The Congress shall have power to lay and collect taxes on incomes, from whatever source derived, without apportionment among the several States, and without regard to any census or enumeration.
President Woodrow Wilson died on February 3, 1924 in Washington, DC. Wilson was born in Staunton, Virginia (pronounced Stan-ton) and spent most of his youth to age 14 in Augusta, Georgia. Wilson started practicing law in Atlanta, Georgia in 1882, leaving the next year to pursue a Ph.D. at Johns Hopkins University. His wife, Ellen Louise Axson, was from Savannah, and they married in Rome, Ga in 1885.
Pawfect pup alert! Dot was rescued from a kill shelter that needed to make room for more dogs. She is an absolute gem. Dot is sweet, gentle, calm, loving, affectionate, funny, happy-go-lucky and so friendly. She loves people, will do well with kids and she loves dogs! Oh my gosh she is so easy-going. Dot loves going for walks, she makes friends with dogs everywhere she goes. She seems to like kitties also.
When released into our play yard, she greets each neighbor dog with a friendly check and how-do-you-do. We can tell by the smile on her face and the happy wag of her tail that she is so happy to have been given a second chance to find her furever home. We’re not sure what Dot’s breeds are, she has a plott hound look or she could be a pibble mix, lab mix, but she is 100% terrific! She has a gorgeous silver colored brindle coat, sparkling eyes, and a pretty face. She only weighs 39 lbs and is fully grown. Best estimate is she’s around two years old. She’s a great medium size, not too big and not too small, just right.
Meet Finn. This uber cute puppy has known tremendous heartache and fear in his early life but since he’s been with us, he is thriving! He was so timid and frightened when he first arrived but Finn is full of confidence now! He is a handsome boy, thought to be a retriever mix, but it’s hard to know. He has a gorgeous blue/black coat with undermarkings similar to a Catahoula leopard dog. Finn also has a naturally docked tail. Finn is a snuggly little boy who can also be a ball of energy and movement. Finn loves to go for car rides and off site hikes, especially with his best friend Oliver. He has recently been taken to local events and he charms everyone he meets, then settles in for a nice snuggle with his person. Finn is an amazing little puppy who deserves so much more than growing up in a shelter.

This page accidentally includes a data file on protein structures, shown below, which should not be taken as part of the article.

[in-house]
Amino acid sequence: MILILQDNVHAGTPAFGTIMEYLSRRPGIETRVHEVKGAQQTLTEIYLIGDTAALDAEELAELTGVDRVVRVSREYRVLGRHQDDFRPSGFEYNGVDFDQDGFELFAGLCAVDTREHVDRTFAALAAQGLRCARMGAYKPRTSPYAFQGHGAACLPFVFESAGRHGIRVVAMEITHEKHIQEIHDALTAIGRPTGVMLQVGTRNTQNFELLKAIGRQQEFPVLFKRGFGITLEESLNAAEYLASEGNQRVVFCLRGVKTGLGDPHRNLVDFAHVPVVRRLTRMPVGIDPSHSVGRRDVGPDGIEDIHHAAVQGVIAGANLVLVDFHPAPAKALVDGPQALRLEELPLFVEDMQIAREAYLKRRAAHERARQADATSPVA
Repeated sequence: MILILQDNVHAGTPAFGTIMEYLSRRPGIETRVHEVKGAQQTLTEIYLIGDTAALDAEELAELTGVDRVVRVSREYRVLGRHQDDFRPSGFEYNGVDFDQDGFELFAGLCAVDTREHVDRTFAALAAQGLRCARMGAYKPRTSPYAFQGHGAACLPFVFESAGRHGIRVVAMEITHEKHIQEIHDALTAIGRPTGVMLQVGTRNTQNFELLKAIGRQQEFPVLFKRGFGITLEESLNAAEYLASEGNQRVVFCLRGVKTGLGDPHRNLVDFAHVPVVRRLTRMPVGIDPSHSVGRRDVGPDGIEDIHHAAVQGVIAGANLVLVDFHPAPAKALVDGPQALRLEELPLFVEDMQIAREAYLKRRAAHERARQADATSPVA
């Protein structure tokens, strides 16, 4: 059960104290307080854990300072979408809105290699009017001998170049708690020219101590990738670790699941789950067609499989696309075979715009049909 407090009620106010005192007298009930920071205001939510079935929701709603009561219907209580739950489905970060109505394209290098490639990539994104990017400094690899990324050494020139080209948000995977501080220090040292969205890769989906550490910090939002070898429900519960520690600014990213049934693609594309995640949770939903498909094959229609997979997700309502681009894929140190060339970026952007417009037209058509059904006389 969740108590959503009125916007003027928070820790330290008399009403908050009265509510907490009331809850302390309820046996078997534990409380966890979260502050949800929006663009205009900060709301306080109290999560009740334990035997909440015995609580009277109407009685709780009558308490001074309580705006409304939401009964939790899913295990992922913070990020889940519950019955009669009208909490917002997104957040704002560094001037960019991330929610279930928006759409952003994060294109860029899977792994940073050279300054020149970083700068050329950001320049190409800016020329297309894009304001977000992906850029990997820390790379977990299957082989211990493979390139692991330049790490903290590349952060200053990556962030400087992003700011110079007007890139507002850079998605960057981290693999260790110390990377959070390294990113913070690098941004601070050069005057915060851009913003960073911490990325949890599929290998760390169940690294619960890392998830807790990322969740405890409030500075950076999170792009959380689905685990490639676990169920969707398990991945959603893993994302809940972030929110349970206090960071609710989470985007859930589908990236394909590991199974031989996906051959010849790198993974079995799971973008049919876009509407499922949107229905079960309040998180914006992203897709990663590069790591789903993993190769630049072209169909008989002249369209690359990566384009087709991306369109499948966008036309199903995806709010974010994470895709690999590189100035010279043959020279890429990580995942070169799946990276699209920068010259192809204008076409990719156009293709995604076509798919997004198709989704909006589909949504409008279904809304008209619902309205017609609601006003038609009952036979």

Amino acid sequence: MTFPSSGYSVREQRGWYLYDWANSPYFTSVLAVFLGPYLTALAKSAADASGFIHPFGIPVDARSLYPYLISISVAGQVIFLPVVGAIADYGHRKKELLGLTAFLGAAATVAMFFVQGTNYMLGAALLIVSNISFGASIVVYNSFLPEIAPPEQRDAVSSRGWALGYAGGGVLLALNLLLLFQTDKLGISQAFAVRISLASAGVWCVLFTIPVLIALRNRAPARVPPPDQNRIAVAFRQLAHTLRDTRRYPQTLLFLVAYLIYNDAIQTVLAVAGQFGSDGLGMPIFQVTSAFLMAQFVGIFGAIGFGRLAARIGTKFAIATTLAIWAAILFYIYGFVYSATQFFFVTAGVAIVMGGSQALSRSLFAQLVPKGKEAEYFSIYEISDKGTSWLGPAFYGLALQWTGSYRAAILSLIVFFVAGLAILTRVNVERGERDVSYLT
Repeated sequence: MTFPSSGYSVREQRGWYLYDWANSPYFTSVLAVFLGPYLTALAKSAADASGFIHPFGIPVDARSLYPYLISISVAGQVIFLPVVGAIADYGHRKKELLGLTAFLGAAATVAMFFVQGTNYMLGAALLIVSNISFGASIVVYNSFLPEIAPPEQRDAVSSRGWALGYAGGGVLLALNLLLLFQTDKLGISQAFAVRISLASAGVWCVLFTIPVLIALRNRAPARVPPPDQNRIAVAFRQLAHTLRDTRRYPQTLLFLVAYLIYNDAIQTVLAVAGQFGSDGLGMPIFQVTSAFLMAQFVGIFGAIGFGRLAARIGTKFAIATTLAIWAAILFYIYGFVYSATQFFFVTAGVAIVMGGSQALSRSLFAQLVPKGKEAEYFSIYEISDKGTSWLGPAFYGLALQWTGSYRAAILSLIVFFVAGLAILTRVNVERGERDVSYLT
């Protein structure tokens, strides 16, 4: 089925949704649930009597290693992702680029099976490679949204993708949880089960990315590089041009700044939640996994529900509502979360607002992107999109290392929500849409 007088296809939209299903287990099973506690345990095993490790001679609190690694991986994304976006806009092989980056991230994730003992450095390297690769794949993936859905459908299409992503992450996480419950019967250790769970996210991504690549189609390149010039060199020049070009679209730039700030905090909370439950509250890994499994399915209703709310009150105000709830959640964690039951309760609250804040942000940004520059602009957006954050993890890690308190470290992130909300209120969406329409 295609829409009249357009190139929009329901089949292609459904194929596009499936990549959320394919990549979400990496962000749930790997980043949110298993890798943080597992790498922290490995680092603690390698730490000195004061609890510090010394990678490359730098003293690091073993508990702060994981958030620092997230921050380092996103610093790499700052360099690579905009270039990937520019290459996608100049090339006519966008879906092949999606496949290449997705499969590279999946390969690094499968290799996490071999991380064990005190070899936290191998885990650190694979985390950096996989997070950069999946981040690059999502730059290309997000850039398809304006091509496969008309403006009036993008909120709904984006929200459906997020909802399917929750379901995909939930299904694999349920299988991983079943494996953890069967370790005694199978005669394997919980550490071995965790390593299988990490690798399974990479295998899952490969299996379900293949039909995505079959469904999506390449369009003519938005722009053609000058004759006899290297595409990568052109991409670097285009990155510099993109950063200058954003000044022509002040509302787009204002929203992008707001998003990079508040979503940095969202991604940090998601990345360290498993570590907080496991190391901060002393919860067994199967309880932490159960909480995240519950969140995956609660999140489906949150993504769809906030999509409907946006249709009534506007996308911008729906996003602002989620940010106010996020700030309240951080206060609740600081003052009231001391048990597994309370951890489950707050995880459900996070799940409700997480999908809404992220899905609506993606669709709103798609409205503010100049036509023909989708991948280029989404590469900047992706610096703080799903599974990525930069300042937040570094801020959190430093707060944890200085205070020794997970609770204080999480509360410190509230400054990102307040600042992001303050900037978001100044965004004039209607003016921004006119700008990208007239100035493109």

Madison is a super friendly dog. Sadly, she has been with us for far too long. Madison suffered terribly when she was younger and we rescued her from a high kill shelter. For us, she is a shelter favorite with her high spirits and affectionate nature. She has a joy for living and she’d love nothing better than belonging to a family who loves her.
Madison is almost 4 years old now, living most of her young life behind bars or wandering the streets and now she’s been with us for over 2 years. She’s thought to be a golden retriever mix. She is gorgeous with a soft angora-like coat and lively eyes. She’s super smart. Madison is afraid of other dogs and will chase cats. She’ll need to be an only pet, but she has plenty of silliness and love to fill your world. She LOVES LOVES LOVES people and would probably love being around older kids, as well. She is a cuddler. Madison loves giving hugs and doggie kisses to those she loves. She thrives with attention. She is an active girl and an active lifestyle would suit her best. She loves being in the play yards where she’ll throw the jolly balls around and run and pounce after them. A fenced containment yard will be important for her happiness. Staff and volunteers have worked with Madison and she knows some commands.